NEW YORK (GenomeWeb) – Start-up diagnostics firm AttoDx has been awarded National Institutes of Health funds to develop an ultrasensitive molecular diagnostic for difficult-to-detect cases of tuberculosis.
The one-year, Phase I Small Business Technology Transfer grant from the National Institute of Allergy and Infectious Disease totals $220,230. AttoDx will develop the assay in collaboration with Claremont BioSolutions and researchers at the University of Washington, initially for same-day diagnosis of smear-negative and extrapulmonary Mycobacterium tuberculosis from sputum and cerebrospinal fluid of HIV-coinfected patients.
The core technology of the diagnostic is molecular viability testing, or MVT, a technique licensed by AttoDx from UW. The patent-pending method amplifies ribosomal RNA precursors (pre-rRNA) which are rapidly upregulated when bacteria are nutritionally supplemented.
"If they're alive, they'll make pre-rRNA, and they'll make quite a large amount of it — that makes it easier to detect the bacteria," Jerry Cangelosi, consulting scientific director at AttoDx and a professor in the Department of Environmental and Occupational Health Sciences at UW told GenomeWeb in an interview.
The MVT method measures increased pre-rRNA copy number in response to nutritional stimulation. The ultimate product will consist of a single-use pre-PCR cartridge which will partition the sample and nutritionally stimulate half of it. From this, two cDNA samples result, and then these go into a qPCR system already present in a lab, Cangelosi explained.
MVT was originally designed to reduce false-positive results by estimating the proportion of living bacteria in a sample. However, a report in PLoS One last year showed that, for a diverse range of bacteria, stimulation-induced upregulation of pre-rRNA was so robust that the test was actually 5- to 10-fold more sensitive than standard PCR.
Moreover, the pre-rRNA are specific for different species of bacteria.
The pre-PCR cartridge will be spearheaded by Claremont BioSolutions, which "has a very nice, low-cost, battery-powered, sample processing system that can extract DNA and RNA very quickly and cheaply," Cangelosi said, noting that this element was described in a Journal of Clinical Microbiology study.
Claremont's miniaturized cell lysis system is also part of a number of projects at Keck Graduate Institute, and the firm has been funded in the past to develop it further for Clostridium difficile — a bacterium with a notoriously rugged external shell.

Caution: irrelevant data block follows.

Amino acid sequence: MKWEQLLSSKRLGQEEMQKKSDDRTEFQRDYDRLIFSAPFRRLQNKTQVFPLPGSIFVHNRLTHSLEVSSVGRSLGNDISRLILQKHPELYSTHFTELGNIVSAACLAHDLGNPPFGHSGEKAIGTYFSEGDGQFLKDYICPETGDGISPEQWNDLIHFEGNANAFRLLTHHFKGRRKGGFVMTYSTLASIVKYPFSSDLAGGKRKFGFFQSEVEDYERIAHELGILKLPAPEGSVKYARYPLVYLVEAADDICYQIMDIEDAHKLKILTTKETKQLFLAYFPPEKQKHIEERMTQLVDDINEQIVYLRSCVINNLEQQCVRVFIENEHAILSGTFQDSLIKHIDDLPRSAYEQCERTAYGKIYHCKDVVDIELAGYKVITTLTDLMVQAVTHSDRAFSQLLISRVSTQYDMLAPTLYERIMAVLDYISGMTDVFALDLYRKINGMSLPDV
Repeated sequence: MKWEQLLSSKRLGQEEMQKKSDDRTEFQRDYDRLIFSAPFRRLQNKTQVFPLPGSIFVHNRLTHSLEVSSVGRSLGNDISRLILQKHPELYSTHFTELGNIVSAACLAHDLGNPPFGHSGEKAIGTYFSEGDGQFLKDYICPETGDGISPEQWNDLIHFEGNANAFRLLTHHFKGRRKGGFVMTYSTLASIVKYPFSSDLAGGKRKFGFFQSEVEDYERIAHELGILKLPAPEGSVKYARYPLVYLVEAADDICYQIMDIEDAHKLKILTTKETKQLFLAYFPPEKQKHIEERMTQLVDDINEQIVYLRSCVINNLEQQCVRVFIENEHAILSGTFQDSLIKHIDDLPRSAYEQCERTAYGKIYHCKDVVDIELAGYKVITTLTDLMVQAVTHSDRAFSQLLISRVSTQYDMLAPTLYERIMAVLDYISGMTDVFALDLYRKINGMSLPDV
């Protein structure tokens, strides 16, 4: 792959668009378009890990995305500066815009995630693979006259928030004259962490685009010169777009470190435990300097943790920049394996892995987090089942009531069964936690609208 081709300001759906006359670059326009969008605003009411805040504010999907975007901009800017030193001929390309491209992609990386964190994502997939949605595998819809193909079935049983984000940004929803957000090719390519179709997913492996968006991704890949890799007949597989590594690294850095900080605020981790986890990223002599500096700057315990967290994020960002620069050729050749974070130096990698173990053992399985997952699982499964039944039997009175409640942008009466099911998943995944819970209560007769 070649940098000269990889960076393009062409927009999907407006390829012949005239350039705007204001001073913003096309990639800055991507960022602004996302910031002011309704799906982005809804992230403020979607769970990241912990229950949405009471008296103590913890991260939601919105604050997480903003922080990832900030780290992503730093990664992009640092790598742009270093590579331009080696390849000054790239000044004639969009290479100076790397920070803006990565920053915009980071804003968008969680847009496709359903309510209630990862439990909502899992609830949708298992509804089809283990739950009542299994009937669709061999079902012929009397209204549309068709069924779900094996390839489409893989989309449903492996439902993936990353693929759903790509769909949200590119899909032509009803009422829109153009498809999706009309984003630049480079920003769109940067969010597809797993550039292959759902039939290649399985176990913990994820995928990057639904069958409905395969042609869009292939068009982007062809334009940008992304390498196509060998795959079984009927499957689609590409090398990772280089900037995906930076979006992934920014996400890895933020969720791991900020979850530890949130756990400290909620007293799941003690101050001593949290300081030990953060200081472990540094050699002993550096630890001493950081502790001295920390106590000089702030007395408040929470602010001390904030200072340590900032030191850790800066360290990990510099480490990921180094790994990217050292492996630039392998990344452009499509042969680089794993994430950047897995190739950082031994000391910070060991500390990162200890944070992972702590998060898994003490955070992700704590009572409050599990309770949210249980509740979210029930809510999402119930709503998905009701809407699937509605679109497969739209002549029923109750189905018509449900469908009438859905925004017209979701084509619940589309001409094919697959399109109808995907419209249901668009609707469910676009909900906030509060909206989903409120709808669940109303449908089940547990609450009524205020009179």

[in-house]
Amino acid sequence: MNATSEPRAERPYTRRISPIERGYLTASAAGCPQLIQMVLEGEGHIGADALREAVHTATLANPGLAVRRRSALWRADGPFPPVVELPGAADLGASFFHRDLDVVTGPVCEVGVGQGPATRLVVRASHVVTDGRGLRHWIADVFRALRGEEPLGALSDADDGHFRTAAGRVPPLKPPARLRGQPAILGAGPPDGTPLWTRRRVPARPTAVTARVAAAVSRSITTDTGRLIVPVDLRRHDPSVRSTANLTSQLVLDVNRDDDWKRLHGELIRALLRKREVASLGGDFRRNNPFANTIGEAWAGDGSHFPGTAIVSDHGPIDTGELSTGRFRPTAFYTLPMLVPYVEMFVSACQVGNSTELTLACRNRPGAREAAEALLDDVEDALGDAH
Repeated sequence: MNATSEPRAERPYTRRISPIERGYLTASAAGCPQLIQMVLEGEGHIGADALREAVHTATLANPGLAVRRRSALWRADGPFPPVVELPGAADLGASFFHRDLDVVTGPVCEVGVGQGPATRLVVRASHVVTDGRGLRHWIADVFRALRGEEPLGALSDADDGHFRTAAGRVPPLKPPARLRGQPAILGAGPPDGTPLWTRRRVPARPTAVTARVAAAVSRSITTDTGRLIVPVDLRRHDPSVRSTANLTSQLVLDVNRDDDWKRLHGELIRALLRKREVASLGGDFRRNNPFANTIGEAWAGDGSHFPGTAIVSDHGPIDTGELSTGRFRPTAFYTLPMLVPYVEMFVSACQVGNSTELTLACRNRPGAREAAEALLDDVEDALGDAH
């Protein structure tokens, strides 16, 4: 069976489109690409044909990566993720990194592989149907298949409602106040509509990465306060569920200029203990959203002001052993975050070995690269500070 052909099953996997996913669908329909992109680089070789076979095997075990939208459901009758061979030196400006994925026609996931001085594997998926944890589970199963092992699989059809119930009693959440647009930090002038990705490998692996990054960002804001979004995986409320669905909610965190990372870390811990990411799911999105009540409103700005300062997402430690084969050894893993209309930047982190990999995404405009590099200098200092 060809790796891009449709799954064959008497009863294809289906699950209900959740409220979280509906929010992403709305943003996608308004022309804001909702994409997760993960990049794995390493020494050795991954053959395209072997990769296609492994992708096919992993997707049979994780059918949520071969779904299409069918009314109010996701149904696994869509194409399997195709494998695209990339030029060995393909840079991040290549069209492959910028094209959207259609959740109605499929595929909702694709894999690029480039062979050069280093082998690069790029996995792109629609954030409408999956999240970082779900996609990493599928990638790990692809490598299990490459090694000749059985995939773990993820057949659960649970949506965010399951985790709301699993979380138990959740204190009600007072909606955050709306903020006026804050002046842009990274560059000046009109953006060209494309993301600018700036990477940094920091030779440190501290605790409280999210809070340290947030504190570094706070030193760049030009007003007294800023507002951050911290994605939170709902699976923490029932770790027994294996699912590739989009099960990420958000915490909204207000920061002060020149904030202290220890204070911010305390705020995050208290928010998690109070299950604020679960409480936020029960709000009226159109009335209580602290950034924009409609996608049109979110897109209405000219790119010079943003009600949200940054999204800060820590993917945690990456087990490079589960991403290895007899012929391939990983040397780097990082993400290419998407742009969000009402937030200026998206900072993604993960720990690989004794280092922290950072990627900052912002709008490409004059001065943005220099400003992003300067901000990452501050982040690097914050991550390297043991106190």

Cangelosi is also co-PI on a Keck grant to develop a point-of-care, lateral flow TB assay, also in collaboration with Claremont. That assay will be for adult, pulmonary TB, he said, while the newly funded 'ultrasensitive' test is for more challenging infections.
"There's plenty of cases, [such as] pediatric and extrapulmonary TB, where a clinician is pretty sure that a patient has tuberculosis but they're just not able to culture it, or see it by PCR," Cangelosi said. "Our product is designed for that situation — you would order this test when you really want the highest possible sensitivity."
When tuberculosis infects children or people with HIV, levels of bacteria are sometimes too low to detect by standard methods, and infections can also occur outside of the lungs.
Extrapulmonary TB is more common in people with HIV coinfection, and is not well detected by the commonly used Cepheid GeneXpert MTB/RIF test, as previously reported. That test has recently been shown to be less sensitive on samples from children.
There is also a particularly high rate of HIV and TB co-infection in Swaziland, and Cepheid's test was recently demonstrated to be unable to detect around 30 percent of infections in that country.
However, because of the estimated cost and technical complexity of the AttoDx MVT-based test, Cangelosi said the firm intends to initially market it in higher-income countries that also have high TB rates, such as China and India.
Those two countries account for almost 40 percent of the estimated global burden of tuberculosis according to the World Health Organization." These are countries that do have some clinical laboratory infrastructure … [our assay] is not going to be the cheapest possible TB test; it’s something that you order when you need the maximum sensitivity," Cangelosi said.
However, "AIDS-related, extrapulmonary, and pediatric TB — that's when the disease is most life-threatening," he said. "We don't envision stopping at tuberculosis, we envision going well beyond that, but TB is a good place to start because the need is so acute."